Pain & Hope
Over the summer, I went on a life-changing ten day trip to Israel & Palestine with a program called Passages, which allows Christian college students to visit the Holy Land. While I do not agree with much of what this program believes, I am grateful for the opportunity it gave me visit a place that I otherwise would not have been able to visit, and I wouldn't trade that week and a half for the world.
I wrote this essay as a part of the post-trip requirements and recently re-read it. It still rings so true in my heart today.
I think the most shocking thing for me, upon returning home from Israel, is the pain I felt. I expected to land in the States filled with joy and the Holy Spirit, which I did, but there was also a massive weight on my chest. It was a feeling I couldn’t shake, even as my mom wrapped her arms around me for the first time in a week and a half at baggage claim, and even as I stepped into my childhood home and was welcomed enthusiastically by my dog. Through all these things that should’ve brought me happiness and relief, the weight remained.
I felt pain for the people of Palestine, who experience oppression from the State of Israel. I remember looking at the wall on the border of the West Bank and Palestine and seeing such intense hurt in the form of beautiful artwork. I remember seeing other travelers taking selfies with the graffiti as if they were posing with their favorite band, completely disregarding the emotion being poured out onto this monument of anger and frustration.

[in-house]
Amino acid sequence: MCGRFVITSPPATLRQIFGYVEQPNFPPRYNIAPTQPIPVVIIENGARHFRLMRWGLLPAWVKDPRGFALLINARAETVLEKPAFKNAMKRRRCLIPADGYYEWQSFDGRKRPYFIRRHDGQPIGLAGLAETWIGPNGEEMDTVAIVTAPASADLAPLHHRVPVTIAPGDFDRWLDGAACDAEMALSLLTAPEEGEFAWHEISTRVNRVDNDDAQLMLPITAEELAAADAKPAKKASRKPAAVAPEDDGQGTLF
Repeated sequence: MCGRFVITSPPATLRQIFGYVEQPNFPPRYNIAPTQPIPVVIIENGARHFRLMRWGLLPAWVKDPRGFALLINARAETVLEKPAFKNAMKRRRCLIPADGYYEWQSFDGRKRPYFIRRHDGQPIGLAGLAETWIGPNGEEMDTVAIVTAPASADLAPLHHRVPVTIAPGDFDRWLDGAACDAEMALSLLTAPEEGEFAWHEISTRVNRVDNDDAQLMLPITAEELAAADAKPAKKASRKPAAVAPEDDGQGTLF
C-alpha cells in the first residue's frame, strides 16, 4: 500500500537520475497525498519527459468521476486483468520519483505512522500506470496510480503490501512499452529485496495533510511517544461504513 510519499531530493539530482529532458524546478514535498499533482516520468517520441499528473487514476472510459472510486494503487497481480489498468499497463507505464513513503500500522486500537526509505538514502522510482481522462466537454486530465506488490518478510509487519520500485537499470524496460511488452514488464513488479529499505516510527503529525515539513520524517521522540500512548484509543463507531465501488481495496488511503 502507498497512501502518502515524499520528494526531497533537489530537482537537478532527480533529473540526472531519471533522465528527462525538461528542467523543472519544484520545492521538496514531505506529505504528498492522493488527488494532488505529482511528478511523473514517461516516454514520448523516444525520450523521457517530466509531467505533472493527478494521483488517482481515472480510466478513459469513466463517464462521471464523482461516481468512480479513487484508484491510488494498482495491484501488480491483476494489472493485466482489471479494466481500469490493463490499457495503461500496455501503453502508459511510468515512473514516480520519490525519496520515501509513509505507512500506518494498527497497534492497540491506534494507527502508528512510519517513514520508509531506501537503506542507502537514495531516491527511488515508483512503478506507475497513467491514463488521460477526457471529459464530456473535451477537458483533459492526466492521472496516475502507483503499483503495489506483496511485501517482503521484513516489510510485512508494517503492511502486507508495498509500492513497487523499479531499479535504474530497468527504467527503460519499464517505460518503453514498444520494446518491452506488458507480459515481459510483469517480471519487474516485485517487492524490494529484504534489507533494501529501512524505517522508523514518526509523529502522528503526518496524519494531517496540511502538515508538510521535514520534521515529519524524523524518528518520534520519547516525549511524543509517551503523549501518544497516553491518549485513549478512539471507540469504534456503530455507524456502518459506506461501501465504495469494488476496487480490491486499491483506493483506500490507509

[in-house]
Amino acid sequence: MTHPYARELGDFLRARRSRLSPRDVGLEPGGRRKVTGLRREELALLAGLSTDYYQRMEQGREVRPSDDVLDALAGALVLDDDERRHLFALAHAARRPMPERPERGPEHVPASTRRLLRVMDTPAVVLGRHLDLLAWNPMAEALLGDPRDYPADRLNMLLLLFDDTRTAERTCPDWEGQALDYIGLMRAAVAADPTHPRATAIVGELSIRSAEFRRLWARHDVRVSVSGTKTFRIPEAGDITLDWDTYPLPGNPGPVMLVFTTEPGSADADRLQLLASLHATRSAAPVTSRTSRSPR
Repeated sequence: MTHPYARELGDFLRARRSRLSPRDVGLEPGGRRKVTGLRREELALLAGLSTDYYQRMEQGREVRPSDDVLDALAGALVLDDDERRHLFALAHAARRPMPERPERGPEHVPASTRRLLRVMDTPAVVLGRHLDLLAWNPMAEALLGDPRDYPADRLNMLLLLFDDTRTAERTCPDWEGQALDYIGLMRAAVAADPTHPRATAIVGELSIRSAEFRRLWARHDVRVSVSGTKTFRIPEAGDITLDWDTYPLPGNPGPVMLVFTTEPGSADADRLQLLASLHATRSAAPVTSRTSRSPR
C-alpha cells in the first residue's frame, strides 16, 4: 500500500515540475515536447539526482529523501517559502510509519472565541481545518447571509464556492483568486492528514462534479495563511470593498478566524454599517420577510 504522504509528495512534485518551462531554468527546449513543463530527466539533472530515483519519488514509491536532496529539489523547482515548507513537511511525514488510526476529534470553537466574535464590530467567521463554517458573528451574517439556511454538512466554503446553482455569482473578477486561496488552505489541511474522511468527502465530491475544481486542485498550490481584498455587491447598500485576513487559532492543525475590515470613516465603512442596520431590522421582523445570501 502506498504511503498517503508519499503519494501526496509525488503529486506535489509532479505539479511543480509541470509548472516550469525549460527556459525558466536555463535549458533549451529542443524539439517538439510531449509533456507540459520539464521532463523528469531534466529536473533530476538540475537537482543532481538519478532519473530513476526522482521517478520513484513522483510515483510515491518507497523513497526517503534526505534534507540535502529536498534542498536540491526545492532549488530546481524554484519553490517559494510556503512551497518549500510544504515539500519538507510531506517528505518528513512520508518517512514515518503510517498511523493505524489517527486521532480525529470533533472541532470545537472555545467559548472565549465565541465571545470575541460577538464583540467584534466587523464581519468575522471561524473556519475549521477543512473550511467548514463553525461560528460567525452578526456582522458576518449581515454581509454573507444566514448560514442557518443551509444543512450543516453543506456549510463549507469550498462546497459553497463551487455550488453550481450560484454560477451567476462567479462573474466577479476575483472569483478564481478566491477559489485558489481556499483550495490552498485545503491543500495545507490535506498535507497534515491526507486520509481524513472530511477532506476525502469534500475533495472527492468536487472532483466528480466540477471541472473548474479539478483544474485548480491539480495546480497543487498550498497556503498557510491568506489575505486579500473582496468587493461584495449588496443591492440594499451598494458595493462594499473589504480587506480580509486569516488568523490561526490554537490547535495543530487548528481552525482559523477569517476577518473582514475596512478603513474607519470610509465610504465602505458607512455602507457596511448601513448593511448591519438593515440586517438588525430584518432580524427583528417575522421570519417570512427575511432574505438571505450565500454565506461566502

I felt pain for the Jewish people persecuted while Hitler was in power. I walked the halls of the Yad Vashem, Israel’s memorial to the victims of the Holocaust, in a haze of white Christian guilt. Even though I wasn’t alive during the Holocaust, I still felt the weight of responsibility for the horrors endured by the Jewish population during this time. That haze turned to anger when I saw another tour group taking selfies at the last stop of the museum, smiling and laughing as though they didn’t just go through the most harrowing experience of their lives. I have no right to judge them, I know. Everyone processes things differently. But when we got to the cafeteria for lunch, I broke down crying and ran into the bathroom, unable to stop the storm about to break loose inside of me. Hot tears of anger and sadness and shame clung to my face as I gripped the sink and stared into the mirror, trying to calm myself. I was furious. Furious with the people in my group making nonchalant conversation about anything other than what they had just witnessed. Furious with the Christians of the 1940’s who turned a blind eye to the ungodly acts happening right outside their front doors. Furious that any human being could even imagine treating one of their fellow brothers and sisters the way the Nazis treated the Jewish people. Furious that love was not all anyone felt in their hearts.